(Updates with land sale statistics in sixth paragraph.)
Dec. 28 (Bloomberg) -- Chinese Premier Wen Jiabao called on officials to better protect the rights of farmers and ensure they receive a bigger share of profits from the conversion of their land to industrial and residential use.
“We can no longer sacrifice farmers’ land ownership rights to reduce urbanization and industrialization costs,” the official Xinhua News Agency reported Wen as saying at an annual national work conference on rural affairs yesterday. “It’s both necessary and possible for us to significantly increase farmers’ gains from the increase in land value.”
Wen’s comments follow a victory by residents of a southern Chinese village this month who staged a two-week protest that forced authorities to back down in a dispute over land. Strikes, demonstrations and other protests in China doubled to at least 180,000 in 2010 from four years earlier, according to Sun Liping, a sociology professor at Beijing’s Tsinghua University.
Wen also said rural residents shouldn’t be forced to give up their rights to land even if they move to cities.
“No one is empowered to take away such rights,” Wen was quoted as saying by the state-run news agency.
About 40 percent of local government revenue came from land sales last year, according to China Real Estate Information Corp., a property data and consulting firm.
Last week, the residents of the southern village of Wukan called off a protest march after a senior Communist Party official from Guangdong province promised to release villagers detained by police, address flaws in electing local officials and redistribute land that had been sold off unfairly.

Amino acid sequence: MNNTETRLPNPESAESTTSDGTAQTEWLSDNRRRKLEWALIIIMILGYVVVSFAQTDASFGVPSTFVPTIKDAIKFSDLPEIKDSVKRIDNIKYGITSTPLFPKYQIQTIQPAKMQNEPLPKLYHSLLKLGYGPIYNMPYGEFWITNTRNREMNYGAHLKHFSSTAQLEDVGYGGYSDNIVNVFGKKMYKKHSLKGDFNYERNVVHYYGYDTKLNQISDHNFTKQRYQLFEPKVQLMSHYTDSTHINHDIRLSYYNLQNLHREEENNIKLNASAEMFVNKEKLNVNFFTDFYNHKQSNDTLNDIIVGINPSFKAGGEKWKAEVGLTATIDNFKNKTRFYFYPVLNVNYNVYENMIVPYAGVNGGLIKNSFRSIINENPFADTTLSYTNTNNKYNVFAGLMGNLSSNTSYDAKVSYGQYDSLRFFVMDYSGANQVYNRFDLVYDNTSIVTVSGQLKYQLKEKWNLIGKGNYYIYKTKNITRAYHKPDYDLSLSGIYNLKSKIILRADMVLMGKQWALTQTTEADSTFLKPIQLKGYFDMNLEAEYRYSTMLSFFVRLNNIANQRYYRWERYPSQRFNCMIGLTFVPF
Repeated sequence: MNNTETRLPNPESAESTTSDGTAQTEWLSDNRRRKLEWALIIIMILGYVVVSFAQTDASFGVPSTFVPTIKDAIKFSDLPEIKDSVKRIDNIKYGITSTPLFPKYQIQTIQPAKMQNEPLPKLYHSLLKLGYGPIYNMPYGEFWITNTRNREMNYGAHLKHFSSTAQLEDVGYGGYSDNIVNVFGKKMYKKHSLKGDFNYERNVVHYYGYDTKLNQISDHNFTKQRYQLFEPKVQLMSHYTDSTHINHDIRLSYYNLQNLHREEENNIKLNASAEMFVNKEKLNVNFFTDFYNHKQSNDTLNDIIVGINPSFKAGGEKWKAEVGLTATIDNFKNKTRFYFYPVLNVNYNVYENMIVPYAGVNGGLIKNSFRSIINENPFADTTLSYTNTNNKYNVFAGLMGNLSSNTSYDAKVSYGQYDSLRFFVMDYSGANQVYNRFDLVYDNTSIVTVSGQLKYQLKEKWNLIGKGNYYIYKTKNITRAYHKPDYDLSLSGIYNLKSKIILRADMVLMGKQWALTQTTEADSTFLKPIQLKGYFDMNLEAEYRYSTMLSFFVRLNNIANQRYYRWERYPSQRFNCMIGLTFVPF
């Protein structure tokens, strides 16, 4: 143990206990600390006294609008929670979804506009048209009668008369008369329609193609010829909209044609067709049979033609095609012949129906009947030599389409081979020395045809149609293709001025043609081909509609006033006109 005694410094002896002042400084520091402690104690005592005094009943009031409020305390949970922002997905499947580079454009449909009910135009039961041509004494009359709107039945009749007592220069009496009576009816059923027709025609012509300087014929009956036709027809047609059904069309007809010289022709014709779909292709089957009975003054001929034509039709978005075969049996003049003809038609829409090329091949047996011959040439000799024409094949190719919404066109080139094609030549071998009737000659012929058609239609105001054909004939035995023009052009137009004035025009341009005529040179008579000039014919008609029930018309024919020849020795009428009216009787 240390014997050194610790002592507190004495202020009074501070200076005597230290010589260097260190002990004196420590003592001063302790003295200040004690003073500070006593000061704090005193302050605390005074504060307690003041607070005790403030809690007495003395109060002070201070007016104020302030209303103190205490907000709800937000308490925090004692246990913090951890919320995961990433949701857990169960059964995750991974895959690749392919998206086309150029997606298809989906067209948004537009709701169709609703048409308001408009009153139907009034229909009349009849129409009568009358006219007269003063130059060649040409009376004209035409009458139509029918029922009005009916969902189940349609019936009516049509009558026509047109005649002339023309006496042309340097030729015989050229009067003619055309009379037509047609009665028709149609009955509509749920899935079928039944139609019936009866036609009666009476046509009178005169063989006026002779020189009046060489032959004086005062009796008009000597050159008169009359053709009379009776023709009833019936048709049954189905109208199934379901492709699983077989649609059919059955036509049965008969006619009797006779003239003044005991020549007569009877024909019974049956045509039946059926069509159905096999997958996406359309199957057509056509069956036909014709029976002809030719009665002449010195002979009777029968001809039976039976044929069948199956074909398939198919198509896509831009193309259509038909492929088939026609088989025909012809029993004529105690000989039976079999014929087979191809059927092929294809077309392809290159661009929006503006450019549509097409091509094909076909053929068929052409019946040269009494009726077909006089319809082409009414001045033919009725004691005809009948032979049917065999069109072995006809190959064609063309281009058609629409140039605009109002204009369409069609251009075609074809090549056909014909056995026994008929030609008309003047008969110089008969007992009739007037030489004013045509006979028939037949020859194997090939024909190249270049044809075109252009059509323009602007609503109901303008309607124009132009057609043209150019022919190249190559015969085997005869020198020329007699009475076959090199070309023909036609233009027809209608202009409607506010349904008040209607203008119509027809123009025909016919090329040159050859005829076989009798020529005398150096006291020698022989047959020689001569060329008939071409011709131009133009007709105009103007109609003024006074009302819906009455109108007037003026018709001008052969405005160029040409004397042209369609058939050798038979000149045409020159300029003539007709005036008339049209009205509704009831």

The unrest in Wukan first began in September, when disputes over land, local elections and village finances between residents and local officials led protesters to attack police and overturn cars, according to the Shanwei city government. Protests flared again this month after police detained five villagers on accusations that they had led demonstrations and one of the men, Xue Jinbo, died while in custody on Dec. 11.
The decision to meet the villagers’ demands is part of a wider government strategy aimed at containing such protests before they spread, according to Joseph Cheng, a politics professor at the City University of Hong Kong. The standoff and other protests have sparked concerns that unrest stemming from China’s growth could undermine the Communist Party’s rule.
Thousands of villagers near the city of Shantou, also in Guangdong, called off their protests over a planned power station when officials promised to suspend work, Xinhua reported.
Separately, a senior Party official in Guangdong province, where Wukan is located, also called officials to improve their skills in dealing with public’s complaints and claims and take quick response, according to Xinhua.
“It is imperative for us to improve our work in response to complaints and claims from the people as ideas of democracy, equality and rights are taking root among the public,” said Zhu Mingguo, vice secretary of the Guangdong provincial committee of the Communist Party of China, at a recent stability maintenance workshop.
“We need to resolve issues of people’s immediate interests and concerns in a timely manner,” said, Zhu, who was the key government official who initiated the negotiations to end the protests in Wukan.
--Zheng Lifei. Editors: Ben Richardson, Stephanie Wong.
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